First it was Fiat Chrysler fixing hackable automobile systems, now GM cleaned up its OnStar portal.
GM went to work on the problem, discovered by security researcher Samy Kamkar, but as it turned out the fix was not a complete remedy. GM went back and now an app update for the iOS platform released that fixes the issue.
Kamkar posted a video of a device called OwnStar, which he said enabled him to monitor and intercept communications between General Motors’ OnStar RemoteLink app and any OnStar-equipped car.
With his device, Kamkar was able to issue commands through OnStar’s RemoteLink app — which lets drivers control some features of their cars like locking doors and turning on lights with a mobile device — to any of GM’s compatible cars.
OnStar, an in-vehicle system that provides security services, hands free calling, turn-by-turn navigation and more, is available in more than 30 GM vehicles. Kamkar was able to act as if he owned the car in the video, finding its location, unlocking the doors and even starting the engine.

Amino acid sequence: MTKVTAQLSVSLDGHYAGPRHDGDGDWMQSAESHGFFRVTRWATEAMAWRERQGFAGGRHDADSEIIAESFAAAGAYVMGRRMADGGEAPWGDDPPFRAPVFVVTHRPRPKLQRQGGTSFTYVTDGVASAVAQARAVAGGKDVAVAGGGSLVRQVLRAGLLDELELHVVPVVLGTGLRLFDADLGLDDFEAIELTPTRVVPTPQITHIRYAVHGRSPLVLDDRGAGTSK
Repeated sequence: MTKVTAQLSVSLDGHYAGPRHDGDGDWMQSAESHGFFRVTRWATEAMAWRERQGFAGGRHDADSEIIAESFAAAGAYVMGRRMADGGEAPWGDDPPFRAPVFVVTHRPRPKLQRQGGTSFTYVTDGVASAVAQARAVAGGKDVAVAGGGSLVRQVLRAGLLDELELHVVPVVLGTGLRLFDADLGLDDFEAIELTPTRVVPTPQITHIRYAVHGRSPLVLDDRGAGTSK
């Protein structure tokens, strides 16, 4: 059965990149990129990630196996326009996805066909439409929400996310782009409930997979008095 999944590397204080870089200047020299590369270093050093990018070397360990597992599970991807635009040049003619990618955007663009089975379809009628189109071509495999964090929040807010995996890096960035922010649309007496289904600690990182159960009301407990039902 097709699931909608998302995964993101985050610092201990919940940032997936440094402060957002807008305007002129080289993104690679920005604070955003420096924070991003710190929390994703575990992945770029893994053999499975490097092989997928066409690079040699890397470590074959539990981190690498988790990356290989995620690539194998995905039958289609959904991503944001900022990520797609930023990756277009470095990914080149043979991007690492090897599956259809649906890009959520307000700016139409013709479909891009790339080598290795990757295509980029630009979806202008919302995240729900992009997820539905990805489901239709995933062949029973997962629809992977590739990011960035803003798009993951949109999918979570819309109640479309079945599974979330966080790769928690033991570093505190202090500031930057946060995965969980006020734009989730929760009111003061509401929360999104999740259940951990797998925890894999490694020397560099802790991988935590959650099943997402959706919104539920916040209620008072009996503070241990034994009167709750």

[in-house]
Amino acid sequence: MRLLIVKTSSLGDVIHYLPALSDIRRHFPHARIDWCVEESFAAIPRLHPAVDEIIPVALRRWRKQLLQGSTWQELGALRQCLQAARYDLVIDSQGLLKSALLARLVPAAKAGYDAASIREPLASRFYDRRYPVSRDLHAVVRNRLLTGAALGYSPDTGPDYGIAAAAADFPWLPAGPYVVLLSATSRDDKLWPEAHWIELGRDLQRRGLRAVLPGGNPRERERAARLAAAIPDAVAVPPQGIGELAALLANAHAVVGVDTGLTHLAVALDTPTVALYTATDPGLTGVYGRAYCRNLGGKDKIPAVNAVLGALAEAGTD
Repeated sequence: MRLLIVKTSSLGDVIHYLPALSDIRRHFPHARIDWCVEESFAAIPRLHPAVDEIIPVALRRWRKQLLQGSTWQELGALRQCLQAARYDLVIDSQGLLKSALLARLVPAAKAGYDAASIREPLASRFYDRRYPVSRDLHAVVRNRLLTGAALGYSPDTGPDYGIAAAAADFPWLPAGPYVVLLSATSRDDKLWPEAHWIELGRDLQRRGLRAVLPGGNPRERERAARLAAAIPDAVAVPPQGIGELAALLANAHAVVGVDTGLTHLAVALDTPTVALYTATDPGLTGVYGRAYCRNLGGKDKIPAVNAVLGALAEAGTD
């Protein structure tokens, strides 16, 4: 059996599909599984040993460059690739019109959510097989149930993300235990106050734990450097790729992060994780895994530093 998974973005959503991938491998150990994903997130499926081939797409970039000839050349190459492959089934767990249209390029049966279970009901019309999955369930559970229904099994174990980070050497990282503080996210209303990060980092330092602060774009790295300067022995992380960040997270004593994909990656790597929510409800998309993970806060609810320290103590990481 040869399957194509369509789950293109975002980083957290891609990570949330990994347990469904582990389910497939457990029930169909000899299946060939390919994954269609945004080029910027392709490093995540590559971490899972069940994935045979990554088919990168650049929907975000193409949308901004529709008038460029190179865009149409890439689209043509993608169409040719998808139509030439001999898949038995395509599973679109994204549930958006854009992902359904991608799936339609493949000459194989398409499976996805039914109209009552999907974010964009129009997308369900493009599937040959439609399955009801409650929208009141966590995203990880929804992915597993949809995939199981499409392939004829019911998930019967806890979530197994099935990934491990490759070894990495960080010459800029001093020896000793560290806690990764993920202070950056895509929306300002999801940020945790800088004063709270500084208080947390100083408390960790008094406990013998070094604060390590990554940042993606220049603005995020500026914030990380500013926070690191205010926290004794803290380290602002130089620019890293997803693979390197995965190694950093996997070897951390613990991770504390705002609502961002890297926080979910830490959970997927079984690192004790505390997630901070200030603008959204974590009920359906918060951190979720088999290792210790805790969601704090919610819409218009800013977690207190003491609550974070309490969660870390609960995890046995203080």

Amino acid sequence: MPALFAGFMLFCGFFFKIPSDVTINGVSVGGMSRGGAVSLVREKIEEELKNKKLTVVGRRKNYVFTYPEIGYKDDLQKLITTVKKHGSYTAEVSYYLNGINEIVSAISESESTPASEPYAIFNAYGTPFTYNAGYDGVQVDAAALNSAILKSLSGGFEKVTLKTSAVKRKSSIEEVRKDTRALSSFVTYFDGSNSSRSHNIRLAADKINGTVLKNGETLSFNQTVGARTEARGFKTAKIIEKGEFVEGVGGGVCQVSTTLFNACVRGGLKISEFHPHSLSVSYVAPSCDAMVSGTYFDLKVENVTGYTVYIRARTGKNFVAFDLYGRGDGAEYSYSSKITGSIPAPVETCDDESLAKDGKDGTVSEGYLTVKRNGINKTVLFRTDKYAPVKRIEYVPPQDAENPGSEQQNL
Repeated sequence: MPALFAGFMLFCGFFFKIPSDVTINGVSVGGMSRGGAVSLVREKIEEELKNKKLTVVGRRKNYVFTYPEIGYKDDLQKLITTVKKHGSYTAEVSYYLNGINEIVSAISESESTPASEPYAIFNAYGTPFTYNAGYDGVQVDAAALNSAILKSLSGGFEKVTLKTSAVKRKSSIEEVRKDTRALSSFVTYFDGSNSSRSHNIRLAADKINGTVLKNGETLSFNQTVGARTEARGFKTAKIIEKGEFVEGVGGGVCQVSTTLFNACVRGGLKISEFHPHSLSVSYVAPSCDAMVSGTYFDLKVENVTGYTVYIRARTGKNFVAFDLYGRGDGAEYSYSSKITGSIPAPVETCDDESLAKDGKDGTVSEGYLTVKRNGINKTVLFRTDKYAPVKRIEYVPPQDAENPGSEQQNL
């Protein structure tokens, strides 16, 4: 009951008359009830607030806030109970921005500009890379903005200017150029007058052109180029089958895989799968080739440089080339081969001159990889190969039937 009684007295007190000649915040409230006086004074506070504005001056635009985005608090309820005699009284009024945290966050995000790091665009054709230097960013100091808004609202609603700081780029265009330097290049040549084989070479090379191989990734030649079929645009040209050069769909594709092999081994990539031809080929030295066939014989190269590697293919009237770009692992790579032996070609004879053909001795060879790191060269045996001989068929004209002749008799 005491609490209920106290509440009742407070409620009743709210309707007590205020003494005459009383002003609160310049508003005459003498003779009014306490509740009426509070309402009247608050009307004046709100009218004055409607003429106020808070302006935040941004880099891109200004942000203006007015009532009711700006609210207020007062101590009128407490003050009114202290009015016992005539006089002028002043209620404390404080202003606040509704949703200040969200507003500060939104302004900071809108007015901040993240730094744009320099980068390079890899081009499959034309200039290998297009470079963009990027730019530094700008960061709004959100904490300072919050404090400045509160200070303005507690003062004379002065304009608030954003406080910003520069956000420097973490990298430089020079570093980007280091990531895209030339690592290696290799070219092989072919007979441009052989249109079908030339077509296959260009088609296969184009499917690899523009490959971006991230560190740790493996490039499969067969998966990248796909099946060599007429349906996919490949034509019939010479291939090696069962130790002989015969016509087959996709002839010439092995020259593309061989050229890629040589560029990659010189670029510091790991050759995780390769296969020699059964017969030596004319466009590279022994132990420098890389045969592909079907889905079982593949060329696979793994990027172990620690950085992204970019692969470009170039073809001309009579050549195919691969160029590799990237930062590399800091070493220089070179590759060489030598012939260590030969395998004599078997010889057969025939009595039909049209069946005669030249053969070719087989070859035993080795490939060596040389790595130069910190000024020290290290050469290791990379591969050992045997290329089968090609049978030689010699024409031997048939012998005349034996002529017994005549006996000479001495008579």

Automakers and other tech firms are racing to outfit cars with more technology, especially ones that connect them via the Internet. Cars are no longer “air gapped” systems, rather, they are part of the Internet of Things, connecting to various points over the Internet. While there are some pretty solid reasons for doing that, it can also leave an auto as vulnerable as your computer or smartphone to hacks.
Kamkar couldn’t drive off in the car without the key, and cars that start remotely, automatically shut off in 10 minutes if someone doesn’t drive them away.
The hardware used for the OwnStar device appears to be a mixture of an extremely simple computer using Raspberry Pi and some wireless adapters, all tucked into a small protective case.
By Friday, GM issued an update to its iOS app, the only vulnerable platform remaining. The auto giant said all users update their RemoteLink apps as soon as possible.
Click here to view the video.